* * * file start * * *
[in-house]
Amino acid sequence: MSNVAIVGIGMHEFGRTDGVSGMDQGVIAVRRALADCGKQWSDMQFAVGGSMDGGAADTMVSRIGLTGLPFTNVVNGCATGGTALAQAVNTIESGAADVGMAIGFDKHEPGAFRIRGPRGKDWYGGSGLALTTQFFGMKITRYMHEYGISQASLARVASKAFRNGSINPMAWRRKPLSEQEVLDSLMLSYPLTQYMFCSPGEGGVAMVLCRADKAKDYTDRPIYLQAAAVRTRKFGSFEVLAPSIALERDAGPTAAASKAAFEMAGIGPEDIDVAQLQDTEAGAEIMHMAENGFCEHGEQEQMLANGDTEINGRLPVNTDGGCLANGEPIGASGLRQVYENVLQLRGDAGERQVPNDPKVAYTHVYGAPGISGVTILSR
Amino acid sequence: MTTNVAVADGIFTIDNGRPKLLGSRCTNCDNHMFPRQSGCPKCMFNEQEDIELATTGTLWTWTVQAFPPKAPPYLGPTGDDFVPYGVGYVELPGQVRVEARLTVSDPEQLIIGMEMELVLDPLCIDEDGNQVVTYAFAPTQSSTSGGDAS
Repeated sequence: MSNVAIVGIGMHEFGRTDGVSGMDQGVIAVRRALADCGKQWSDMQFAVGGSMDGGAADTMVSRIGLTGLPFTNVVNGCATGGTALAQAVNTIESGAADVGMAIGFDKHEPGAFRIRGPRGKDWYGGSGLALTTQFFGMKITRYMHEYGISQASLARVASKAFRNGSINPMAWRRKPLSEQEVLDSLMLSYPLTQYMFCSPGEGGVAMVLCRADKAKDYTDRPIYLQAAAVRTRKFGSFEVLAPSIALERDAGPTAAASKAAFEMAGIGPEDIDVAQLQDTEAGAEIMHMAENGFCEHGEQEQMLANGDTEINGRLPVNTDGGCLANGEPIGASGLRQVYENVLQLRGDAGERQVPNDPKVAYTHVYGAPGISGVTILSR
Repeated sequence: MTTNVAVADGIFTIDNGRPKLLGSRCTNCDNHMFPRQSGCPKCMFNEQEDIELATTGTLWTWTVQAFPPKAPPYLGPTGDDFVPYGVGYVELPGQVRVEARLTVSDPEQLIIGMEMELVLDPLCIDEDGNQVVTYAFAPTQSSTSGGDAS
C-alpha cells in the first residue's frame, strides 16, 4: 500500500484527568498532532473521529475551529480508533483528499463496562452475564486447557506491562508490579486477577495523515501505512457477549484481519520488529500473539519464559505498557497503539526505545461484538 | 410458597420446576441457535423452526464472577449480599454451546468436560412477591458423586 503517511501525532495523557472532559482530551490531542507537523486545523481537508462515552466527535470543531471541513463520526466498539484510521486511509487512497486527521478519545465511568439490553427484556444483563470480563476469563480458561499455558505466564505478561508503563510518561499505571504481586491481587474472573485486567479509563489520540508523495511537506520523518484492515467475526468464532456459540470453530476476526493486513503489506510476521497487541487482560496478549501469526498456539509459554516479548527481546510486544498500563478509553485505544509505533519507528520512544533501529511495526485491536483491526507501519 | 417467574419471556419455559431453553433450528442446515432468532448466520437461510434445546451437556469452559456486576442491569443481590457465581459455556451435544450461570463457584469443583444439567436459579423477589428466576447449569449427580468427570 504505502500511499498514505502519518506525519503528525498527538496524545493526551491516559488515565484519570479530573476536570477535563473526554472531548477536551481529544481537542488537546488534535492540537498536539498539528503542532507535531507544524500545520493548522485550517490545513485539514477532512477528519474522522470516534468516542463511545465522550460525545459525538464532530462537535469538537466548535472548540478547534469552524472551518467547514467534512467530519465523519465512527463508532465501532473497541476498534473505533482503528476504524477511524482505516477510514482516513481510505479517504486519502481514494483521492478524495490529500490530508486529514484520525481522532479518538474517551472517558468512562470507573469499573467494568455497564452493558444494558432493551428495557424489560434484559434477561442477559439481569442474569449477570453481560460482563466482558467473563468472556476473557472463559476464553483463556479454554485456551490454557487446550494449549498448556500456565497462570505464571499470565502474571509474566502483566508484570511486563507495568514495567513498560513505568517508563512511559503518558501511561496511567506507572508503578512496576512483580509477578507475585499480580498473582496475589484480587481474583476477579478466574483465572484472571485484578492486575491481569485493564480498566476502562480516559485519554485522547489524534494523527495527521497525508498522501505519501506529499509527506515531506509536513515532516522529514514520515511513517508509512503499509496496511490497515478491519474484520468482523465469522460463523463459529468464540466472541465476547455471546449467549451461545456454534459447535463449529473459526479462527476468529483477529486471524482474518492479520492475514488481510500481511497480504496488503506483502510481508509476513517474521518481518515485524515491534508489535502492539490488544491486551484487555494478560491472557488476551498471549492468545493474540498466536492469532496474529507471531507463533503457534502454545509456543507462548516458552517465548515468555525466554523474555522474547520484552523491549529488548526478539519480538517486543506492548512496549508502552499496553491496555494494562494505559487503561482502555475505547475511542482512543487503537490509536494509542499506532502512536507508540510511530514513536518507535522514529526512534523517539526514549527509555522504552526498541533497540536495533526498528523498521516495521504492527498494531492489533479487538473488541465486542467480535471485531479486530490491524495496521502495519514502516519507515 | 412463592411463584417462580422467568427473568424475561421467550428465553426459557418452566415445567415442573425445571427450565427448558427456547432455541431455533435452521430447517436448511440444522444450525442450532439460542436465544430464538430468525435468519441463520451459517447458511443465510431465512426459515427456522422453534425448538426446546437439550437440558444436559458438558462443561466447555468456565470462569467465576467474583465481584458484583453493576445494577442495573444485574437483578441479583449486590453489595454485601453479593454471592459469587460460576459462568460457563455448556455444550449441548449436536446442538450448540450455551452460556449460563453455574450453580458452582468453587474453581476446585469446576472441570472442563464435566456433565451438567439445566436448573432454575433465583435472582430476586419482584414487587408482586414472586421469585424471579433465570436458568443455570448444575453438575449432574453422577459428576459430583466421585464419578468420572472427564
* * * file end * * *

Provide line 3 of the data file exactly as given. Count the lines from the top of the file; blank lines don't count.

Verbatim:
Amino acid sequence: MTTNVAVADGIFTIDNGRPKLLGSRCTNCDNHMFPRQSGCPKCMFNEQEDIELATTGTLWTWTVQAFPPKAPPYLGPTGDDFVPYGVGYVELPGQVRVEARLTVSDPEQLIIGMEMELVLDPLCIDEDGNQVVTYAFAPTQSSTSGGDAS